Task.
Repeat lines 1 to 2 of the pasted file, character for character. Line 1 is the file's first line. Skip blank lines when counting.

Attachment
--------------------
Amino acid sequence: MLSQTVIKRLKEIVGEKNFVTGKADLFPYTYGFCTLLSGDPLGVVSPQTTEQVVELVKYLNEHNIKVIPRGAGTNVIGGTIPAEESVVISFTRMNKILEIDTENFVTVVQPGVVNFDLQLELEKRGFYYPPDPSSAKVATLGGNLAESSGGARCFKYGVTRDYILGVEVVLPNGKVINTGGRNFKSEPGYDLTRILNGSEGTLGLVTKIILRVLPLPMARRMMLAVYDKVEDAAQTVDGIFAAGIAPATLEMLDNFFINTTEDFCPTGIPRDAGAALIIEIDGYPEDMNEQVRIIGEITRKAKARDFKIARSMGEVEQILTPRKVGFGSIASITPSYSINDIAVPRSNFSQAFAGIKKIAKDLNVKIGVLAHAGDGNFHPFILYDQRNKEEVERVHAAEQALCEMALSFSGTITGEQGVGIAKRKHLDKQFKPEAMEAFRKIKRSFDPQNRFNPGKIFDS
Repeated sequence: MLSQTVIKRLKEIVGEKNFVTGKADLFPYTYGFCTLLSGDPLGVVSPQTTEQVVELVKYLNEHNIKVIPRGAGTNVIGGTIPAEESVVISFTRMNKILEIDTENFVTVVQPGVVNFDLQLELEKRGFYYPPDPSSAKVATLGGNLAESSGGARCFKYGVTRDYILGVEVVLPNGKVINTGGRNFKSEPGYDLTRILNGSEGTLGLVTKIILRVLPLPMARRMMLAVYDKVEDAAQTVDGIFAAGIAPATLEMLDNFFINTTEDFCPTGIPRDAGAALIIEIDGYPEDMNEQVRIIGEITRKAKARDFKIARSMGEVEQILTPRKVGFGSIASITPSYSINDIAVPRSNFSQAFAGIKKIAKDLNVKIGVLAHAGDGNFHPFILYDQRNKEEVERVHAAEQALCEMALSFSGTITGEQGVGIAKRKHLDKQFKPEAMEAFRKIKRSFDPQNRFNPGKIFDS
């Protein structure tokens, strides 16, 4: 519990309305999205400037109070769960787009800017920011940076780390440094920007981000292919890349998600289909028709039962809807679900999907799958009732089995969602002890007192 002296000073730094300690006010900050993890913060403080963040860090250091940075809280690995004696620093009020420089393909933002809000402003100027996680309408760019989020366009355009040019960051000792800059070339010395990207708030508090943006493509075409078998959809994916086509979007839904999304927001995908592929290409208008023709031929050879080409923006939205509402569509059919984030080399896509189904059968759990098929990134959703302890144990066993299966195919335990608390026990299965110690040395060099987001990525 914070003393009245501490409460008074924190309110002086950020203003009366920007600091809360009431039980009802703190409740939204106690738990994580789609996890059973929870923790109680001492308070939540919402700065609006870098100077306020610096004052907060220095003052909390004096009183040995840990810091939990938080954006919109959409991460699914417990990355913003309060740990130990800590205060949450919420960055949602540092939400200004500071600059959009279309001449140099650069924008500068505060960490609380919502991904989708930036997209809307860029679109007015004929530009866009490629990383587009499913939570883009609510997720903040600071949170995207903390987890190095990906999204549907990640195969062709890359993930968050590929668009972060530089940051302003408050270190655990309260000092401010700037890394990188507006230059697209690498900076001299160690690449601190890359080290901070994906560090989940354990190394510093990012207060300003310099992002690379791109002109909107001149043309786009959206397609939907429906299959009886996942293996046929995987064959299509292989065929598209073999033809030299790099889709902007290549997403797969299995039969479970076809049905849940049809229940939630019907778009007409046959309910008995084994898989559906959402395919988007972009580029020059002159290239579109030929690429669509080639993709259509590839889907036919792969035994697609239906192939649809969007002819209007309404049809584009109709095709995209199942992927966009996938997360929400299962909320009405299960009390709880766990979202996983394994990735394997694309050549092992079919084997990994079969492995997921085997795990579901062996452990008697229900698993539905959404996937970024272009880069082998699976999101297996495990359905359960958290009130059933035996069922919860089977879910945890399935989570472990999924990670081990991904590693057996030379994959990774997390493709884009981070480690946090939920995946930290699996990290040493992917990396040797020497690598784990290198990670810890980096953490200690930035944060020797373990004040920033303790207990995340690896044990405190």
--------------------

Amino acid sequence: MLSQTVIKRLKEIVGEKNFVTGKADLFPYTYGFCTLLSGDPLGVVSPQTTEQVVELVKYLNEHNIKVIPRGAGTNVIGGTIPAEESVVISFTRMNKILEIDTENFVTVVQPGVVNFDLQLELEKRGFYYPPDPSSAKVATLGGNLAESSGGARCFKYGVTRDYILGVEVVLPNGKVINTGGRNFKSEPGYDLTRILNGSEGTLGLVTKIILRVLPLPMARRMMLAVYDKVEDAAQTVDGIFAAGIAPATLEMLDNFFINTTEDFCPTGIPRDAGAALIIEIDGYPEDMNEQVRIIGEITRKAKARDFKIARSMGEVEQILTPRKVGFGSIASITPSYSINDIAVPRSNFSQAFAGIKKIAKDLNVKIGVLAHAGDGNFHPFILYDQRNKEEVERVHAAEQALCEMALSFSGTITGEQGVGIAKRKHLDKQFKPEAMEAFRKIKRSFDPQNRFNPGKIFDS
Repeated sequence: MLSQTVIKRLKEIVGEKNFVTGKADLFPYTYGFCTLLSGDPLGVVSPQTTEQVVELVKYLNEHNIKVIPRGAGTNVIGGTIPAEESVVISFTRMNKILEIDTENFVTVVQPGVVNFDLQLELEKRGFYYPPDPSSAKVATLGGNLAESSGGARCFKYGVTRDYILGVEVVLPNGKVINTGGRNFKSEPGYDLTRILNGSEGTLGLVTKIILRVLPLPMARRMMLAVYDKVEDAAQTVDGIFAAGIAPATLEMLDNFFINTTEDFCPTGIPRDAGAALIIEIDGYPEDMNEQVRIIGEITRKAKARDFKIARSMGEVEQILTPRKVGFGSIASITPSYSINDIAVPRSNFSQAFAGIKKIAKDLNVKIGVLAHAGDGNFHPFILYDQRNKEEVERVHAAEQALCEMALSFSGTITGEQGVGIAKRKHLDKQFKPEAMEAFRKIKRSFDPQNRFNPGKIFDS